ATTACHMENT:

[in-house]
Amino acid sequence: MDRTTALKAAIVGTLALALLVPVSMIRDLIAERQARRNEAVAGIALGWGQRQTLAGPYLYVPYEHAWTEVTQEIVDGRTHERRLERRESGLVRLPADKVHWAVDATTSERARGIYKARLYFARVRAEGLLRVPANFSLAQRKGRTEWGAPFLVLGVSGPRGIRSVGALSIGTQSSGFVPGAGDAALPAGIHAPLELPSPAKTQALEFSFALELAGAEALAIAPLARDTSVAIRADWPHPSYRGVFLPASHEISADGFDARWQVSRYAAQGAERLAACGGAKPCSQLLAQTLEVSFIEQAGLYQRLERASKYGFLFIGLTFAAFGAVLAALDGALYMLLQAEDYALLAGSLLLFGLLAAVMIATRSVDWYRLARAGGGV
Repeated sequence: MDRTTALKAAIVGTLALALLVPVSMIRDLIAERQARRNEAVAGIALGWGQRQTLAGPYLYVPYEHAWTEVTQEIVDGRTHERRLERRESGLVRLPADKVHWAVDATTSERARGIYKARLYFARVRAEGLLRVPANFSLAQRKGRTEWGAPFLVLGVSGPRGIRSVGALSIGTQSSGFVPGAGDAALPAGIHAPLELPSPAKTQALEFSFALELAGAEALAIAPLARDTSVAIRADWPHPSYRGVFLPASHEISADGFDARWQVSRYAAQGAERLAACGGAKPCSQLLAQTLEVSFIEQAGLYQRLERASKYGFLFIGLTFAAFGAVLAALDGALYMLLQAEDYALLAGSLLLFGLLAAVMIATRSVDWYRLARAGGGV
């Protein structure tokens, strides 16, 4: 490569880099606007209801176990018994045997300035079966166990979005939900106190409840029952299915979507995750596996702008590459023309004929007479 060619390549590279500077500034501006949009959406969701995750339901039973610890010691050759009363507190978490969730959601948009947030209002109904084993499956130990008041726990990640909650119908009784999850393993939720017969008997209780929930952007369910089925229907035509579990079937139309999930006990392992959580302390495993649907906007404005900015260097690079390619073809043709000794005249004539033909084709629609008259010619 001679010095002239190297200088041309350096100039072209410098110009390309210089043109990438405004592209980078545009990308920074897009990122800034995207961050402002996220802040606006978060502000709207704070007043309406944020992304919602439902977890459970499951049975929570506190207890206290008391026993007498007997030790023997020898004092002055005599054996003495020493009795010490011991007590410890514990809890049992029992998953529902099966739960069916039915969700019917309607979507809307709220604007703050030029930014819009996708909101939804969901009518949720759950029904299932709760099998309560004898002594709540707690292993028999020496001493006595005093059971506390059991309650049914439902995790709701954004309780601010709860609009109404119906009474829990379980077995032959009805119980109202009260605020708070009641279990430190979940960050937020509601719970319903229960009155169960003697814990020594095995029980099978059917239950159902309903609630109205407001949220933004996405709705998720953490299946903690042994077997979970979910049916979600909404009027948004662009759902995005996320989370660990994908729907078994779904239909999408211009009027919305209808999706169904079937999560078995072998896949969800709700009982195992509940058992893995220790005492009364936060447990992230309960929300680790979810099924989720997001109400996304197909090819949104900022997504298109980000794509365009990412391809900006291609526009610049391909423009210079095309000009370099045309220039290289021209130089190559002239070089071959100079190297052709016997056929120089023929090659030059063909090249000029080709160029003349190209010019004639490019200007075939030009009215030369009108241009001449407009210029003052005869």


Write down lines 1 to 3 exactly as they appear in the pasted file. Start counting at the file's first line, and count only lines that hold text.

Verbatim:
[in-house]
Amino acid sequence: MDRTTALKAAIVGTLALALLVPVSMIRDLIAERQARRNEAVAGIALGWGQRQTLAGPYLYVPYEHAWTEVTQEIVDGRTHERRLERRESGLVRLPADKVHWAVDATTSERARGIYKARLYFARVRAEGLLRVPANFSLAQRKGRTEWGAPFLVLGVSGPRGIRSVGALSIGTQSSGFVPGAGDAALPAGIHAPLELPSPAKTQALEFSFALELAGAEALAIAPLARDTSVAIRADWPHPSYRGVFLPASHEISADGFDARWQVSRYAAQGAERLAACGGAKPCSQLLAQTLEVSFIEQAGLYQRLERASKYGFLFIGLTFAAFGAVLAALDGALYMLLQAEDYALLAGSLLLFGLLAAVMIATRSVDWYRLARAGGGV
Repeated sequence: MDRTTALKAAIVGTLALALLVPVSMIRDLIAERQARRNEAVAGIALGWGQRQTLAGPYLYVPYEHAWTEVTQEIVDGRTHERRLERRESGLVRLPADKVHWAVDATTSERARGIYKARLYFARVRAEGLLRVPANFSLAQRKGRTEWGAPFLVLGVSGPRGIRSVGALSIGTQSSGFVPGAGDAALPAGIHAPLELPSPAKTQALEFSFALELAGAEALAIAPLARDTSVAIRADWPHPSYRGVFLPASHEISADGFDARWQVSRYAAQGAERLAACGGAKPCSQLLAQTLEVSFIEQAGLYQRLERASKYGFLFIGLTFAAFGAVLAALDGALYMLLQAEDYALLAGSLLLFGLLAAVMIATRSVDWYRLARAGGGV